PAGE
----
The building’s facade is made of granite, bronze and travertine”From the beginning, we understood the immense potential of 51W52 given its architectural significance, desirable floor plans, and central location in Midtown,” said HGI president T Richard Litton Jr.
    “The structure of the building was optimal, we just needed to make subtle enhancements to reflect and appreciate its original design.”
    Most of the structural elements in the building were left intact. The architectural team completely renovated two lobbies on the ground floor, including a revamp of the finishes and the elevators. They also redid the building’s rooftop garden.
    Contemporary details and furnishings were added to the lobbyThe project also included the renovation of key amenities spaces including a lounge, fitness centre and a private cafe.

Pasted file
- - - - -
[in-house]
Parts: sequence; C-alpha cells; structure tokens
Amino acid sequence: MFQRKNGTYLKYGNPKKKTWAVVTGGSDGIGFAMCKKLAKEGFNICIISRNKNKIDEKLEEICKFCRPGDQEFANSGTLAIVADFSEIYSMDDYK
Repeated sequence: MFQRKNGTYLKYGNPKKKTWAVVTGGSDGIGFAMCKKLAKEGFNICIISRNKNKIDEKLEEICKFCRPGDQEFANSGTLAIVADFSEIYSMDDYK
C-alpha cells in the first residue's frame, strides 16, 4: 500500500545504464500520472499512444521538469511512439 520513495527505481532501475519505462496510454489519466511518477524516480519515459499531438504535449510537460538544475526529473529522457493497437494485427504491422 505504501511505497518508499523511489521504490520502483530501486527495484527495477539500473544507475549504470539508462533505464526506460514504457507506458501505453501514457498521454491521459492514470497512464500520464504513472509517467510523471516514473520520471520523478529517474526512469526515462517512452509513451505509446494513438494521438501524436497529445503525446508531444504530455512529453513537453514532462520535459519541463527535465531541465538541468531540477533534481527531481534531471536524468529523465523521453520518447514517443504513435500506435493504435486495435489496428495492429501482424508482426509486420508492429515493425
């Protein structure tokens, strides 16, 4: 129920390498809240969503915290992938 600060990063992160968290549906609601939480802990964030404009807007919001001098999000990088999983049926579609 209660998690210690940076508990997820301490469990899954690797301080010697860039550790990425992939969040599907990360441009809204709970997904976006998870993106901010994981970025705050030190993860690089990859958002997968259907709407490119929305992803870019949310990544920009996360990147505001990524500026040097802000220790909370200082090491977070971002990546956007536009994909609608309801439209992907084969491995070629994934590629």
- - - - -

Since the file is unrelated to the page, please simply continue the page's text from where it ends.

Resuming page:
The studios said that instead of completely rethinking the aesthetics of the 900,000-square-foot (83,600 square-metre) building, they aimed to “let the significant architecture speak for itself”.
    The wide, long walls of the lobby were finished in detailing that echoes those used for the original facade. Some of the walls were covered in brass-tipped wooden slats, while others feature monolithic granite slabs.
    The elevator bay was clad in light-coloured stoneBack-lit stone clads the reception desk, above which was placed a modernist fresco that incorporates the CBS logo to call attention to the history of the building.